Public Health

Related Resources

Emory Global Health Institute Overview

Founded in 2006, the Emory Global Health Institute has helped Emory researchers make breakthroughs in numerous health challenges around the world.

Date: Feb. 16, 2017

Folic Acid: The best thing since sliced bread

Spina bifida and anencephaly are serious birth defects that can be mostly prevented if women have enough folic acid before they conceive and very early in their pregnancies. Hear why Dr. Godfrey Oakley, Director of Emory’s Center for Spina Bifida Research, Prevention, and Policy, thinks folic acid "is the best thing since sliced bread."

Date: Dec. 9, 2015

Emory as an International Public Health Leader

Dr. Carlos Del Rio speaks at the National Center for Civil and Human Rights on how Atlanta and Emory University has come to be an international centers of public health.

Date: April 15, 2015

Human Exposome Project

The exposome is a relatively new concept that incorporates all of the exposures encountered by humans. It is proposed to be the environmental equivalent of the human genome and includes lifetime exposures to environmental pollutants in food and water, physical activity, medications, homes, and daily stressors. Exposome research looks holistically at the human body’s exposures, how the body responds to those exposures, and their combined effects.

Date: January 12, 2015

Emory HERCULES

The environment, broadly defined, plays a major role in health and disease, but has been underrepresented in the research community. The exposome provides a potential vehicle to better incorporate the environmental component into the study of disease and health. Our long-term goal is for Emory and Georgia Tech to play a leading role in the discovery, evaluation, and application of the exposome. HERCULES will provide key infrastructure and expertise to develop and refine new tools and technologies. Key among these are the Integrated Health Sciences Facility Core and the Systems Biology Core which we can develop the needed tools to assess the exposome. The former will help generate exposure data, improve metabolomic approaches, and facilitate clinical studies, while the latter will help synthesize the data into comprehensive computational models.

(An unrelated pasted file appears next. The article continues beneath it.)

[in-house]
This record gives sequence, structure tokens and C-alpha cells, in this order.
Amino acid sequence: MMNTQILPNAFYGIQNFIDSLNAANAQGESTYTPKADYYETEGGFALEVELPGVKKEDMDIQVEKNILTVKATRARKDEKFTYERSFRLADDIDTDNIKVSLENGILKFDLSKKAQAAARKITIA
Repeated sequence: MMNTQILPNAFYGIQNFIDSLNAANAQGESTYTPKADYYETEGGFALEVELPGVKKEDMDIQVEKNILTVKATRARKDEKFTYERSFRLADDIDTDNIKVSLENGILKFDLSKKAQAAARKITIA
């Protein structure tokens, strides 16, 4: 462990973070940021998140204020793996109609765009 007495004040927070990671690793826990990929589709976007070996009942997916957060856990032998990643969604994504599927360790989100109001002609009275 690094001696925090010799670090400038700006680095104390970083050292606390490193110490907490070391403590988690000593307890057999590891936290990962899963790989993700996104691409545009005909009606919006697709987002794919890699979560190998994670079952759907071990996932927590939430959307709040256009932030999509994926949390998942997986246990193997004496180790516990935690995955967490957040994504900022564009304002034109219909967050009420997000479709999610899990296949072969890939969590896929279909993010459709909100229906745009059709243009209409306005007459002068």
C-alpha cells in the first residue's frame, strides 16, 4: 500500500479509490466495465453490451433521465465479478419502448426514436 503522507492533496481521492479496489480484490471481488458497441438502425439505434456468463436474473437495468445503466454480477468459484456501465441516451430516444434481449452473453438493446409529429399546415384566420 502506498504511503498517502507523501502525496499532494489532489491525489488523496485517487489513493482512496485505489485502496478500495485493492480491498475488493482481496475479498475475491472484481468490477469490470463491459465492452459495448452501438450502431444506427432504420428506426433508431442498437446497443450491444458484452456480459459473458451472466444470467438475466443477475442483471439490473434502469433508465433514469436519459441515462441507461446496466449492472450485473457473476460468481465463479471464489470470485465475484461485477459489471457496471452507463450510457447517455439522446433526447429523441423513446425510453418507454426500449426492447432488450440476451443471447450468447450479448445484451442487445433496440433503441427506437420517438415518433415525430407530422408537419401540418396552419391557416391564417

Date: January 12, 2015

Profile: Donna Brogan

Dr. Donna Brogan had a long career in academia as a biostatistics faculty member, first at UNC School of Public Health in Chapel Hill and then at Emory University in both the School of Medicine and the Rollins School of Public Health. Since her retirement from Emory in 2004 she continues to be professionally active--teaching continuing education courses throughout the country on analysis of data from complex sample surveys and also as a consultant to government agencies on design and analysis of complex sample surveys. Dr. Brogan continues to think of ways to advance the professional development of biostatistics students and faculty in the RSPH. She has endowed the annual Donna J. Brogan Lecture in Biostatistics, established by department faculty, staff, students, and friends in 2006 to honor her contributions to biostatistics and women's issues.

Date: May 19, 2014

"What Makes Global Health and the People Who Practice It Special?"

Address by Dr. William Foege, 2012 recipient of the Presidential Medal of Freedom, on the topic of global health.

March 31, 2014